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Obviously and clearly it has succeeded in changing the subject matter of the political dialogue. The bombs were TV’s lead item and the newspapers’ front-page story.

It changed the tone, too.  Fareed Zakaria who had called Trump a “bullsh*t artist” over and over again just a week earlier, now gushed that “Donald Trump became President of the United States.” USA Today printed “Trump hits high mark …” and tweeted “It was a successful week for the president. Will his #winning ways continue.” The New York Times wrote, “an emotional President Trump took the greatest risk of his young presidency … it was an emotional act by a man suddenly aware that the world’s problems were now his – and that turning away, to him, was not an option.” Matt Lewis, of The Daily Beast, wrote “… very different Donald Trump. More serious – and clearly moved emotionally. Frequently invoked the Almighty.” An op-ed piece in the Wall Street Journal declared that “President Trump faced his first serious foreign policy test this week … to the surprise and perhaps frustration of his critics, he passed with flying colours.”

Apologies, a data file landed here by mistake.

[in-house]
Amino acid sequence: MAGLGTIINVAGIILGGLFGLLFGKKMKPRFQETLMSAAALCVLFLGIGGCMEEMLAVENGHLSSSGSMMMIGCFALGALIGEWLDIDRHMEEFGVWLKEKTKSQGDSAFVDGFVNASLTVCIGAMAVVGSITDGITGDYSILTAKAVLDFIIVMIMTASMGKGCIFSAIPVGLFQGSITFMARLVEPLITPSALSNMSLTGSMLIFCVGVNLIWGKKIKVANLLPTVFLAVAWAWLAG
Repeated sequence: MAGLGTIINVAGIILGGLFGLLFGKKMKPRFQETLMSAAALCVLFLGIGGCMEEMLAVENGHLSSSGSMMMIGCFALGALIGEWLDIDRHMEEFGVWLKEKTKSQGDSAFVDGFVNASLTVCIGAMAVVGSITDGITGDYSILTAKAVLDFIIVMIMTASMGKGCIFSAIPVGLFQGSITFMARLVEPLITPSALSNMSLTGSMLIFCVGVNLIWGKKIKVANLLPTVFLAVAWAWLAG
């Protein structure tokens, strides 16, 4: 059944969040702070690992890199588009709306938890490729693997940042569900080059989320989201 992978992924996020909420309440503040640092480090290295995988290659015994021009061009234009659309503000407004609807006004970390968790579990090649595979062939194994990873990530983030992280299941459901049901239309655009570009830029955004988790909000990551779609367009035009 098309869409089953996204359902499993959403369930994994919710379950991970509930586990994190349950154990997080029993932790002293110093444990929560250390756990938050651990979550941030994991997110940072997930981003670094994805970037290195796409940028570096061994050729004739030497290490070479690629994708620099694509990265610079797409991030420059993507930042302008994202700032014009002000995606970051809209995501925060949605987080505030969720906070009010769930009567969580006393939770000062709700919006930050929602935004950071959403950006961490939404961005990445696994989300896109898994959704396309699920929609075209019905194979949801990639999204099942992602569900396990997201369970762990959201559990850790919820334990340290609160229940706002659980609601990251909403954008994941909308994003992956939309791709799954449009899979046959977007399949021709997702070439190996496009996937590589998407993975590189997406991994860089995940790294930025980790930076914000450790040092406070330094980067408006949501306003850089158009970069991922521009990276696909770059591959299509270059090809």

Wow! Even bow-wow!

Is it a real transformation, or a Wag the Dog moment?

The Syrian civil wars, atrocities and horrors remain. Attacking Assad, however wonderful, is still helping the ISIL. The simmering domestic scandals are still burbling away, waiting to erupt. The Republican majority, even with control of everything, will be as unable to govern next week as they were unable last week.

So, yes. It’s a Wag the Dog event. Great theatre whose goal has nothing to do with changing the world, only with having the audience applaud.

The novel laid out very clear rules for propaganda. 


          The enemy commits torture, atrocity, and murder because he is a sadist who enjoys killing.

We use surgical or strategic violence only because we are forced to by the enemy.

As a popular passion-producer, experience indicates that there is nothing quite like the atrocity story.